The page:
WHEN I was a Glasgow MSP, I did a lot of work on drugs. I visited a range of rehab centres. I met and spoke with a broad array of specialists, activists, experts and users. I went to recovery cafes and talked with the people who ran them, folk who themselves were often in recovery from the hell of addiction. And I went to the remarkable Drugs Crisis Centre just over the river from the city centre.

It was harrowing. I sat in a room of addicts and listened to their stories, whilst a number of their carers kept a watchful eye. The man I sat next to had one leg. The other had been amputated because he’d used so many dirty needles to shoot heroin into his groin that he’d developed gangrene and his entire leg had been removed. He was still using.

We talked about why. It was the same story I’d heard in a dozen rehab and recovery centres. The drugs aren’t the disease. They’re not even the symptom. The addiction is the symptom. The disease is the pain that the drugs are being used to seek escape from.

This man, next to whom I was sitting, was in unbelievable pain. He was inflicting it on himself, using drugs that were killing him and needles that were costing him his limbs. But all that pain was worth it, he told me, because it was so much easier to bear than whatever it was that had happened in his past, from which he was desperately seeking escape.

He was clear-eyed and softly spoken. He spoke to me in a silent room, everyone hushed out of respect for his story. We talked about what to do. He said, to unanimous agreement around the room: “Whatever you do, don’t make it easier for us to get hold of this stuff”.

He so desperately wanted to be free. But he knew that to rid himself of the scourge of heroin he would have to confront and to stop trying to escape from whatever had so damaged and hurt him in the first place. And he knew, too – everyone in the room knew – that that kind of long, slow, arduous and expensive rehab was simply not going to be made available to him.

All the system would give him was a script for an opioid replacement, a bed for a fortnight, and an all-too-swift return to the streets.

Whatever you do, don’t make it easier to get hold of this stuff. I’ll never forget those words, I’ll never forget the anguish in that man’s eyes as he implored me to listen, and I’ll never forget the unanimous assent of every other user in that room that day, who had come to share their stories with me.

The solution to Scotland’s drugs deaths crisis is not to make drugs more freely available. The solution is to understand that the drugs aren’t the root problem. The problem is what drives people to use them in the first place. Those problems are driven deep. There is only one way of tackling them – a full, comprehensive rehab programme, with all the therapy and support that entails.

It’s not only inhumane that we have so few rehab beds in Scotland. It’s madness. Yes it’s expensive. But it’s nothing like as expensive as condemning people to a life of uncured addiction, with all the costs to the healthcare system – to say nothing of the criminal justice system – that entails.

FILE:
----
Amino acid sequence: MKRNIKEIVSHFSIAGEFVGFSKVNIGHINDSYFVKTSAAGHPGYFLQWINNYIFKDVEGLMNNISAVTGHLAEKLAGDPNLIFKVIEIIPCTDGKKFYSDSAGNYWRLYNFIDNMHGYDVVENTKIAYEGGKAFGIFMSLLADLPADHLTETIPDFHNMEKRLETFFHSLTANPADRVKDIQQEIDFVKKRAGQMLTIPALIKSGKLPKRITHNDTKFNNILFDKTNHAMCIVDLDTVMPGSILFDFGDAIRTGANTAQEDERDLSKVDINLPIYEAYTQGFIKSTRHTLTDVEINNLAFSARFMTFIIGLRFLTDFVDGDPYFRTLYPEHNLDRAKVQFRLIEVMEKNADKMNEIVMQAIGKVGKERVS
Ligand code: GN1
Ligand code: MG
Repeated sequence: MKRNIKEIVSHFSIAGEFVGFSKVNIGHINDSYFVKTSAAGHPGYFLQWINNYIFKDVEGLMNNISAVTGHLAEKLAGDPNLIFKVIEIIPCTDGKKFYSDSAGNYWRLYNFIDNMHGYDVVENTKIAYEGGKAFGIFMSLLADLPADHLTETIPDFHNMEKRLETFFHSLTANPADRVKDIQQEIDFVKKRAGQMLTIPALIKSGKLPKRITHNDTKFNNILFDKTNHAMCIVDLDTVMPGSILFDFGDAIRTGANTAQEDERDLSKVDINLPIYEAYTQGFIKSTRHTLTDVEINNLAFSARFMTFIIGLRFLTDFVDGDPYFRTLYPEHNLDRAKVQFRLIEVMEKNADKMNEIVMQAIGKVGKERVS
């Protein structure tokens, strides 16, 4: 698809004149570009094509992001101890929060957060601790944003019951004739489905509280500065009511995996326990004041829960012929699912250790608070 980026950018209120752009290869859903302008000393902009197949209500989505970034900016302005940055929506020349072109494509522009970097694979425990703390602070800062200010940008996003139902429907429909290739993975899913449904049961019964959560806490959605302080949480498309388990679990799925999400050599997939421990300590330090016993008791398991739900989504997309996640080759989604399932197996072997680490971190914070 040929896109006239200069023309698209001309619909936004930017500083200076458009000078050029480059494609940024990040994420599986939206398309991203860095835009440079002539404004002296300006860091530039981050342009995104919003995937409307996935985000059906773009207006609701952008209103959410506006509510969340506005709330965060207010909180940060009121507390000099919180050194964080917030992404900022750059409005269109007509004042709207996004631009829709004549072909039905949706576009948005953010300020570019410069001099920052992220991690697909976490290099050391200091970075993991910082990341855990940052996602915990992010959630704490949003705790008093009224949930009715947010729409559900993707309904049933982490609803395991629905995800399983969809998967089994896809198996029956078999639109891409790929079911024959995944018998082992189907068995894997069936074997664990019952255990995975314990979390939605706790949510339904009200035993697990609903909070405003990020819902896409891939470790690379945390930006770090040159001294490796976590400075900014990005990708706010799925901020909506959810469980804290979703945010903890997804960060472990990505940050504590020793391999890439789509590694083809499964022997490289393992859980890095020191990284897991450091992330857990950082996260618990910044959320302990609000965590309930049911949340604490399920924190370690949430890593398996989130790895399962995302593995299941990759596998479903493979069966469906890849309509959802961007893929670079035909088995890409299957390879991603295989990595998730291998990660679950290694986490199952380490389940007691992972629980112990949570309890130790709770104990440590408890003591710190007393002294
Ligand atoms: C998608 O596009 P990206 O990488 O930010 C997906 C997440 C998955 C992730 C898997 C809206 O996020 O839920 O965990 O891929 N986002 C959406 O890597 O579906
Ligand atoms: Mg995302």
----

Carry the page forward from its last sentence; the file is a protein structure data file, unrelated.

After years of stasis, our politics is starting to look as if it might finally grow up about drugs. The joint visit this week of Nicola Sturgeon and Scottish Tory leader Douglas Ross to a recovery centre in Glasgow is hugely to be welcomed. Bravo to both of them for trying to work together for a change, rather than just taking chunks out of each other across the Holyrood chamber.

The Scottish Tories are right to have championed their Right to Recovery Bill as a key plank of the drugs strategy Scotland needs. I’m much less convinced that their recent abandonment of the Conservatives’ long-standing opposition to safe consumption facilities will achieve anything, but perhaps Douglas Ross has an answer to the users in crisis who find heroin all too easy to come by, and who want a system that is designed to heal them as human beings, not one which simply enables and facilitates their addiction.

The bleak truth, however, is that even if my old party is able to persuade Scottish Ministers and the Scottish Parliament as a whole of the wisdom of their Right to Recovery Bill, such legislation will tackle only the symptoms and not the root cause of the problem. For the problem itself is what drives people towards addiction in the first place. Poverty. Family breakdown. Debt. A lack of attainment at school. A lack of hope and aspiration in the community. No sense of direction. No sense of home or belonging or purpose. Bleak employment prospects. Joblessness.

It is never as simple as saying that poverty causes addiction. As often as not, it’s actually the other way around – addiction worsens poverty. There is clearly a close, mutually destructive relationship between the two. And therein lies so much of the failure of Scotland’s drugs policies. They are policies in a silo, disconnected from the wider social ills of which our drugs crisis is but one part.

The joint initiative of the First Minister and the Leader of the Opposition this week was tremendous. It has the potential to be a genuine breakthrough. But it will achieve nothing unless they and their parties can agree to dig a whole lot deeper into the malaise of which drugs deaths are but the tip.

One has to start somewhere, and I can understand the politics that led Nicola Sturgeon and Douglas Ross to start with drugs. But let that be the beginning of their joint commitment to heal Scotland, and not the end of the story.

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